The US can also inflate its way out of this mess. A prolonged period of 70s style inflation is a way to effectively default on a big chunk of that non inflation adjusted debt without actually having to officially default.

That possibility has got to be going through Bernake’s head, but I am guessing that he hopes to find a better way of getting out of this mess before he has to resort to that.

Mike Reardon

October 5, 2008 04:49 PM

I find the discussion centered in housing misses the larger point. And it is the same with seeing only the debt taken on by consumers as defining the major problem going forward. That in the box thinking is where all attention is focused. Not just housing but ever asset class was massively leveraged as it hit it own bubble peek. In fact the value of all leveraged debt inside major portfolios will now not stand a test of transparency is the real issue.

Any open inspection of any class of assets will show they are now also undervalued. It s not just consumers holding toxic mortgages debt, but any portfolios holding once inflated oil futures or corporations where inflated equities were used as past leverages, going forward they also now can’t recover there establishing value.

You cannot now use deflated values going forward. The problem is everyone seeing there own holdings can then extrapolate an equal lose in other. All holdings are set into a deflationary spiral and are toxic when seen against there future values. That is the full issue causing a closing off of credit.

The traditional way out of this is government spending on a massive scale that will lift the economy, and it needs to be backed with enough mass as to be oblivious to all that the economy will lift. That will be a real trick.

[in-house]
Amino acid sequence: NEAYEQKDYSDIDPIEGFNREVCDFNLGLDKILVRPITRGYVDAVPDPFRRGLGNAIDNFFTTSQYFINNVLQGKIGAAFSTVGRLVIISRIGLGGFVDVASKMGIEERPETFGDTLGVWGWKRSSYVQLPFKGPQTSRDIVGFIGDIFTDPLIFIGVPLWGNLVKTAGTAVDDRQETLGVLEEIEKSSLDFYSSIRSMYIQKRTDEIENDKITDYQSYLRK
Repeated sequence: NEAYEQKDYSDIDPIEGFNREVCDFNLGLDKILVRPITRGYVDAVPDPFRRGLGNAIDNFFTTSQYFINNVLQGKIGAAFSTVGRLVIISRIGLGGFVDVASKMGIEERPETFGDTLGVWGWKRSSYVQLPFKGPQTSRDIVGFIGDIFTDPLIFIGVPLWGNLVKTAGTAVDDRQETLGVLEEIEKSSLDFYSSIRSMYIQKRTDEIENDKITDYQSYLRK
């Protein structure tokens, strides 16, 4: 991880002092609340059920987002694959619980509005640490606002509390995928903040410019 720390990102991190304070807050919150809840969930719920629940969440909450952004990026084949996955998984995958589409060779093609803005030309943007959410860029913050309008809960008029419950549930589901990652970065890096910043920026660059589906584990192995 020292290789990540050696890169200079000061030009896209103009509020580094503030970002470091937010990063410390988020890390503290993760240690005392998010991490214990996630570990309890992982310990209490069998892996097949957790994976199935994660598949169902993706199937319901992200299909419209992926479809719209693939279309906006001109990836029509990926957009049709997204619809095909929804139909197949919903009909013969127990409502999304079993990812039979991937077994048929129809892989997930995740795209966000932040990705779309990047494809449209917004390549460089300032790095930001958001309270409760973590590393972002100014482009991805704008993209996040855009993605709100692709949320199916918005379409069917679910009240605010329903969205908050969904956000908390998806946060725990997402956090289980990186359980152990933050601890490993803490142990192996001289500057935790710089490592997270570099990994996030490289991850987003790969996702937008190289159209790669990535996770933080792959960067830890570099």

Keith G

October 7, 2008 04:00 PM

I agree with the idea that over-leveraging has brought us to the point where we are. Every segment of our country has over-leveraged - the government, Wall St., and Main St. What is it about our culture that made us think it was OK to get our 'balance sheets' so over leveraged?

However, I do not think that more spending is how to emerge from this. The way I see it is some combination of the following; The US has $58T in assets. Some will need to be sold. Main Street will need to tighten the budget and pay-down signature debt. The federal budget will need to be balanced through budget cutting and higher taxes.

Moreover, don't forget about the positive forces at work. First, the US still remains a safe place to invest relative to other economies. We have more transparency compared to the alternatives and a very large economy. Second, technology and the resultant productivity increase helps to pay off debt through products and services which will be aided by a depreciated dollar. Alternative fuel technology seems to be getting traction that will go a long way to offset the trade balance.

The problems facing each generation seem to be more complex so I would expect a complex solution.


October 7, 2008 07:52 PM

How come we are heading for recession? Who is crunching the #'s. This is the worst economic environment I've ever seen and no one calls it a recession.

What about inflation. Prices are as high as they've ever been and we are still ready to cut interest rates to keep inflation in check.

The bailout will keep us afloat but if we can't accept the truth in our economy, we are going to be hurting for a long time.

Thank you for your interest. This blog is no longer active.



Michael Mandel, BW's award-winning chief economist, provides his unique perspective on the hot economic issues of the day. From globalization to the future of work to the ups and downs of the financial markets, Mandel-named 2006 economic journalist of the year by the World Leadership Forum-offers cutting edge analysis and commentary.

BW Mall - Sponsored Links

Buy a link now!